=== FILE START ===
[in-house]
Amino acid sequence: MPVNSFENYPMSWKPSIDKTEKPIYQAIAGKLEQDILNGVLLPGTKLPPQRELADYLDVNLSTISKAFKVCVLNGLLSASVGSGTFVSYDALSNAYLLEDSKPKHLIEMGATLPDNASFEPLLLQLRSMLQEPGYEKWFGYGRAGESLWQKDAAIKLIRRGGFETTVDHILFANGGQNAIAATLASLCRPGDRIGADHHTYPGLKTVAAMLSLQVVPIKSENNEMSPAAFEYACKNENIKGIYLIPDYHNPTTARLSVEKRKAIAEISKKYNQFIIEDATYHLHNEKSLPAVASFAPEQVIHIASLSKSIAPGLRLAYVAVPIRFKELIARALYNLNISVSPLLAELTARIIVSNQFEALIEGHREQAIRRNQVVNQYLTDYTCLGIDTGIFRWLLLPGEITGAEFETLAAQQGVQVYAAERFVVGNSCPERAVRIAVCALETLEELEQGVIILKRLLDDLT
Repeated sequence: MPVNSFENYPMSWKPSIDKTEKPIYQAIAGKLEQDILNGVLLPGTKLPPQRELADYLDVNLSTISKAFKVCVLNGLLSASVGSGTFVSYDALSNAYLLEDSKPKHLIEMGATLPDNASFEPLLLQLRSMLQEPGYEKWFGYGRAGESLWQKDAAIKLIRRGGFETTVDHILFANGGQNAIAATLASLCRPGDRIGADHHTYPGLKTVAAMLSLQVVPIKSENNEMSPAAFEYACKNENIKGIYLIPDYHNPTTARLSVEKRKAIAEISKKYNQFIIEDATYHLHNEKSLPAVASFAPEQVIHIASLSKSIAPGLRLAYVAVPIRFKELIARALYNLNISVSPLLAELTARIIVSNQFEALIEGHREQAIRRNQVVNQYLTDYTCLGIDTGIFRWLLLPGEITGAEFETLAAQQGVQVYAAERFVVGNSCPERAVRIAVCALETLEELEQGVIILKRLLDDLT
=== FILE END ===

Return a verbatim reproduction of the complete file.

[in-house]
Amino acid sequence: MPVNSFENYPMSWKPSIDKTEKPIYQAIAGKLEQDILNGVLLPGTKLPPQRELADYLDVNLSTISKAFKVCVLNGLLSASVGSGTFVSYDALSNAYLLEDSKPKHLIEMGATLPDNASFEPLLLQLRSMLQEPGYEKWFGYGRAGESLWQKDAAIKLIRRGGFETTVDHILFANGGQNAIAATLASLCRPGDRIGADHHTYPGLKTVAAMLSLQVVPIKSENNEMSPAAFEYACKNENIKGIYLIPDYHNPTTARLSVEKRKAIAEISKKYNQFIIEDATYHLHNEKSLPAVASFAPEQVIHIASLSKSIAPGLRLAYVAVPIRFKELIARALYNLNISVSPLLAELTARIIVSNQFEALIEGHREQAIRRNQVVNQYLTDYTCLGIDTGIFRWLLLPGEITGAEFETLAAQQGVQVYAAERFVVGNSCPERAVRIAVCALETLEELEQGVIILKRLLDDLT
Repeated sequence: MPVNSFENYPMSWKPSIDKTEKPIYQAIAGKLEQDILNGVLLPGTKLPPQRELADYLDVNLSTISKAFKVCVLNGLLSASVGSGTFVSYDALSNAYLLEDSKPKHLIEMGATLPDNASFEPLLLQLRSMLQEPGYEKWFGYGRAGESLWQKDAAIKLIRRGGFETTVDHILFANGGQNAIAATLASLCRPGDRIGADHHTYPGLKTVAAMLSLQVVPIKSENNEMSPAAFEYACKNENIKGIYLIPDYHNPTTARLSVEKRKAIAEISKKYNQFIIEDATYHLHNEKSLPAVASFAPEQVIHIASLSKSIAPGLRLAYVAVPIRFKELIARALYNLNISVSPLLAELTARIIVSNQFEALIEGHREQAIRRNQVVNQYLTDYTCLGIDTGIFRWLLLPGEITGAEFETLAAQQGVQVYAAERFVVGNSCPERAVRIAVCALETLEELEQGVIILKRLLDDLT